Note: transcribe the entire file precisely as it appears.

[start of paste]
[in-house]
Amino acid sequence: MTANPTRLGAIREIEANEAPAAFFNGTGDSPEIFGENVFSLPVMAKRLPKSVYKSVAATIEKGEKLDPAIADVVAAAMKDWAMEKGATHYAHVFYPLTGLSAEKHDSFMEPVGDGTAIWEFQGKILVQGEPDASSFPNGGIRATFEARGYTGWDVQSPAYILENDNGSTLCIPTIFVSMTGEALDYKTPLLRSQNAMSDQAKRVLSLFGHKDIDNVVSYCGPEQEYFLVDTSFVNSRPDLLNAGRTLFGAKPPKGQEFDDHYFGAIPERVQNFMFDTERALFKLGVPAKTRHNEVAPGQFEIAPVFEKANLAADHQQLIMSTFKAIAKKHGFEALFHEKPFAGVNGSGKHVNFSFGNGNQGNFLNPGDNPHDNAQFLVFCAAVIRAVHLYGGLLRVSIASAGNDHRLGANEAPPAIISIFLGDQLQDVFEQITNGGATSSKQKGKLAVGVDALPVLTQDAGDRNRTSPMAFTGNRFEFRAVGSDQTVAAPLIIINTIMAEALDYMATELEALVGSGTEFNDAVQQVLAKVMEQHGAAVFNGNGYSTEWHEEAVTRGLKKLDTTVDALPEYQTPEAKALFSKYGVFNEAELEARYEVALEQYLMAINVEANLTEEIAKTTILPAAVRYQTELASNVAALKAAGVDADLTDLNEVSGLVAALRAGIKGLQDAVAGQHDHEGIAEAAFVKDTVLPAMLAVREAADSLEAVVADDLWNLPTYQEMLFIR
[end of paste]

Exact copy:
[in-house]
Amino acid sequence: MTANPTRLGAIREIEANEAPAAFFNGTGDSPEIFGENVFSLPVMAKRLPKSVYKSVAATIEKGEKLDPAIADVVAAAMKDWAMEKGATHYAHVFYPLTGLSAEKHDSFMEPVGDGTAIWEFQGKILVQGEPDASSFPNGGIRATFEARGYTGWDVQSPAYILENDNGSTLCIPTIFVSMTGEALDYKTPLLRSQNAMSDQAKRVLSLFGHKDIDNVVSYCGPEQEYFLVDTSFVNSRPDLLNAGRTLFGAKPPKGQEFDDHYFGAIPERVQNFMFDTERALFKLGVPAKTRHNEVAPGQFEIAPVFEKANLAADHQQLIMSTFKAIAKKHGFEALFHEKPFAGVNGSGKHVNFSFGNGNQGNFLNPGDNPHDNAQFLVFCAAVIRAVHLYGGLLRVSIASAGNDHRLGANEAPPAIISIFLGDQLQDVFEQITNGGATSSKQKGKLAVGVDALPVLTQDAGDRNRTSPMAFTGNRFEFRAVGSDQTVAAPLIIINTIMAEALDYMATELEALVGSGTEFNDAVQQVLAKVMEQHGAAVFNGNGYSTEWHEEAVTRGLKKLDTTVDALPEYQTPEAKALFSKYGVFNEAELEARYEVALEQYLMAINVEANLTEEIAKTTILPAAVRYQTELASNVAALKAAGVDADLTDLNEVSGLVAALRAGIKGLQDAVAGQHDHEGIAEAAFVKDTVLPAMLAVREAADSLEAVVADDLWNLPTYQEMLFIR